Videos for gender differences in communication

Two episodes of I Love Lucy have great scenes demonstrating female-style talk patterns.

I Love Lucy: Season 3, episode 71

Midway through the “Baby Pictures” episode, Lucy calls on her friend Carolyn Appleby on a surprise visit. The two women had found themselves in a competition over which of their sons was better looking and better behaved. The scene in Carolyn’s apartment shows the two women hurling insults at each other’s child while keeping big smiles on their faces. The insults are often disguised as compliments but the exchange ramps up until both are furious.

It is a nice example of the tendency women have to try to avoid conflict when they talk by disguising it and speaking indirectly.

I Love Lucy: Season 3, episode 72

The very next episode, “Lucy Tells the Truth,” contains another nice example of women communicating. Lucy has placed a bet that she will not tell a lie for 24 hours. She is discouraged to find that the next day involves a bridge game with Ethel and two other women. She finds it difficult not to lie when asked to give her opinions about the others’ furniture and clothing. Her attempts to be evasive demonstrate another pattern often found in women’s speech.

I have not researched all of the sites, but several web sites claim to have Lucy episodes available online. The links above go to episode descriptions. I know that CBS.com does have some episodes available in their Classics series and you can find some at YouTube.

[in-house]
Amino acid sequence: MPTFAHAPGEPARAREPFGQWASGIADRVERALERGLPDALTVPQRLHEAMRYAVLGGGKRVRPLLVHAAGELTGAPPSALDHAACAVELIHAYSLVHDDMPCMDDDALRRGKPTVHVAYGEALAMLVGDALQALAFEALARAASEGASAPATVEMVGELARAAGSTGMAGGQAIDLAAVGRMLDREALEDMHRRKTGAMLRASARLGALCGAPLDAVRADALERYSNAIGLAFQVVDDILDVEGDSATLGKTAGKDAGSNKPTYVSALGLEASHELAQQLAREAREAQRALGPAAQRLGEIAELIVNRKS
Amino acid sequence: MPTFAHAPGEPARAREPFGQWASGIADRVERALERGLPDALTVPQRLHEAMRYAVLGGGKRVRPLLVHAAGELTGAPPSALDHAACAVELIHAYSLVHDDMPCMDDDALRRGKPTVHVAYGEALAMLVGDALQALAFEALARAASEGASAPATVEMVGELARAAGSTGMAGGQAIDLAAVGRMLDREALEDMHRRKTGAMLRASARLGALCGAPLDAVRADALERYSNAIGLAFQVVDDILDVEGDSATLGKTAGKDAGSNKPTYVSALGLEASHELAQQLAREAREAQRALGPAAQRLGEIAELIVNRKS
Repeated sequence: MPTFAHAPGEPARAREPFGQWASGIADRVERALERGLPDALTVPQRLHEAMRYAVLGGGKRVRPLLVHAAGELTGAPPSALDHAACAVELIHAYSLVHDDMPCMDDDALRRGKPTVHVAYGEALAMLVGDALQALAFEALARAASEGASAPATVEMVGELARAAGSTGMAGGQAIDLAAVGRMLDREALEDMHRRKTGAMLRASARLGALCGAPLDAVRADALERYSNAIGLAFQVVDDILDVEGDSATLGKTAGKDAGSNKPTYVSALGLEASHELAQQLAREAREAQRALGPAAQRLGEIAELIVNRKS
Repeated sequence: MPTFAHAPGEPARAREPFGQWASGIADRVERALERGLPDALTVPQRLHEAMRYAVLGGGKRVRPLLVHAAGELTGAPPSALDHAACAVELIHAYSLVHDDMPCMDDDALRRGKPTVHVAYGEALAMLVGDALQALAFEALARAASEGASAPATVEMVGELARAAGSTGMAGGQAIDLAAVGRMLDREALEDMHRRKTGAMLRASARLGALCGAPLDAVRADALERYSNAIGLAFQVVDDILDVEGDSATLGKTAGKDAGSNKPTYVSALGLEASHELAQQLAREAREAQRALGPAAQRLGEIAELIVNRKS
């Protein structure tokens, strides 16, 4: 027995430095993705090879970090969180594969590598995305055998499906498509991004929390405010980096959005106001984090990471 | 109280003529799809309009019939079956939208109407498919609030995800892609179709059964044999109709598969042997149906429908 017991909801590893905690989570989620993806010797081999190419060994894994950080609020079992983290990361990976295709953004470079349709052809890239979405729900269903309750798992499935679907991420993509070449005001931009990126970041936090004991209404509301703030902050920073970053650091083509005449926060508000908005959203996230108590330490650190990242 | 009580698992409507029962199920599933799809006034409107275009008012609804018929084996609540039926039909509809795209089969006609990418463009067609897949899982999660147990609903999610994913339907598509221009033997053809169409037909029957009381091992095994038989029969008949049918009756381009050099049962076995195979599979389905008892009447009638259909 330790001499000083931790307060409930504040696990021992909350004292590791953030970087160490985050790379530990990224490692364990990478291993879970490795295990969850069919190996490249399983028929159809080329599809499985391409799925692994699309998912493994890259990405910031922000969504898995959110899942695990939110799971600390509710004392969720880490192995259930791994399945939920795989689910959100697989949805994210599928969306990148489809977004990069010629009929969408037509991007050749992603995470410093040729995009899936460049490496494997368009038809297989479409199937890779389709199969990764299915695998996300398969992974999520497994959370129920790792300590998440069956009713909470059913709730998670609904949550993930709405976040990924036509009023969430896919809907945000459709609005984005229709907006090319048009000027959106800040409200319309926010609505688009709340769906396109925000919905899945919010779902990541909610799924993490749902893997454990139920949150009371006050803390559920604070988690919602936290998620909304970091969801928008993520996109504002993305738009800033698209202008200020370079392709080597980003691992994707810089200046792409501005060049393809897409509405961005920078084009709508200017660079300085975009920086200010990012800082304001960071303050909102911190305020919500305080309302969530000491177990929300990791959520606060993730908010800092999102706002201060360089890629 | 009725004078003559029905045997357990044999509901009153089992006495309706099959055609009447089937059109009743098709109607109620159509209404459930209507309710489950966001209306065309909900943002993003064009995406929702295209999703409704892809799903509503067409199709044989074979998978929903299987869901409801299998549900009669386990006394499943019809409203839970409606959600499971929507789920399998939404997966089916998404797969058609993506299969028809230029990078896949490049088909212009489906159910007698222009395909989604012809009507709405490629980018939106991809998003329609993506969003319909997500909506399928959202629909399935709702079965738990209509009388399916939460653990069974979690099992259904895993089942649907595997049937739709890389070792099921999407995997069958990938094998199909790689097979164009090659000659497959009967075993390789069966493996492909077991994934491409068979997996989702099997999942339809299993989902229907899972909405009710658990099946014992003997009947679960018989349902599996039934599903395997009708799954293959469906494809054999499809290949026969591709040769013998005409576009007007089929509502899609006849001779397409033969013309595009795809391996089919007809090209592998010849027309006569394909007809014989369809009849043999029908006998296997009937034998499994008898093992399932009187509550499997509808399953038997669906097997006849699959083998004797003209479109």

Note: Ray’s mother on “Everybody Loves Raymond” also presents several examples of burying insults in compliments — like, “The house is a lot cleaner than when I was here last time.” Do you know of any other examples of women talking this way from movies or TV?

Advertisements

Tags: , ,

About teachingpublicspeaking

I believe public speaking can go from most dreaded class to favorite class. I'm a former public speaking college instructor who spent years seeking out activities, assignments and examples to make the class interactive as well as educational -- they are collected here. I welcome suggestions for additions.

What do you think?

Fill in your details below or click an icon to log in:

WordPress.com Logo

You are commenting using your WordPress.com account. Log Out / Change )

Twitter picture

You are commenting using your Twitter account. Log Out / Change )

Facebook photo

You are commenting using your Facebook account. Log Out / Change )

Google+ photo

You are commenting using your Google+ account. Log Out / Change )

Connecting to %s

%d bloggers like this: